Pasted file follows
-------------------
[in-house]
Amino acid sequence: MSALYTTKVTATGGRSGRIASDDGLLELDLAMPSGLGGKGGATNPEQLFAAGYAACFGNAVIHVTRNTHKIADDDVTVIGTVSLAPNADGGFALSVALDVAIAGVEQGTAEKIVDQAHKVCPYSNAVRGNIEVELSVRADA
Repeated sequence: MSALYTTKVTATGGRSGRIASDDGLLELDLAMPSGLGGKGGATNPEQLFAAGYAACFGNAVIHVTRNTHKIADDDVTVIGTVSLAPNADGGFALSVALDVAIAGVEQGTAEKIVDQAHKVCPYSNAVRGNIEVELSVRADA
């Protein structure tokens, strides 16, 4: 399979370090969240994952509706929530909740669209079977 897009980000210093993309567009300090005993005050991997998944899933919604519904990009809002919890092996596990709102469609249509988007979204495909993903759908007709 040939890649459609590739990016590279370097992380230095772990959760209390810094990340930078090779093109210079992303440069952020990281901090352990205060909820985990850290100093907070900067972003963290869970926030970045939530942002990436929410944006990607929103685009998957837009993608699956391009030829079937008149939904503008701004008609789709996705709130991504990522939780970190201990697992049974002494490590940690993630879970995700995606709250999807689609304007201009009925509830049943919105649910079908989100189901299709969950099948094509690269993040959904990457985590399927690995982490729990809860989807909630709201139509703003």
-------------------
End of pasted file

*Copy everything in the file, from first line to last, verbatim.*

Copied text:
[in-house]
Amino acid sequence: MSALYTTKVTATGGRSGRIASDDGLLELDLAMPSGLGGKGGATNPEQLFAAGYAACFGNAVIHVTRNTHKIADDDVTVIGTVSLAPNADGGFALSVALDVAIAGVEQGTAEKIVDQAHKVCPYSNAVRGNIEVELSVRADA
Repeated sequence: MSALYTTKVTATGGRSGRIASDDGLLELDLAMPSGLGGKGGATNPEQLFAAGYAACFGNAVIHVTRNTHKIADDDVTVIGTVSLAPNADGGFALSVALDVAIAGVEQGTAEKIVDQAHKVCPYSNAVRGNIEVELSVRADA
């Protein structure tokens, strides 16, 4: 399979370090969240994952509706929530909740669209079977 897009980000210093993309567009300090005993005050991997998944899933919604519904990009809002919890092996596990709102469609249509988007979204495909993903759908007709 040939890649459609590739990016590279370097992380230095772990959760209390810094990340930078090779093109210079992303440069952020990281901090352990205060909820985990850290100093907070900067972003963290869970926030970045939530942002990436929410944006990607929103685009998957837009993608699956391009030829079937008149939904503008701004008609789709996705709130991504990522939780970190201990697992049974002494490590940690993630879970995700995606709250999807689609304007201009009925509830049943919105649910079908989100189901299709969950099948094509690269993040959904990457985590399927690995982490729990809860989807909630709201139509703003």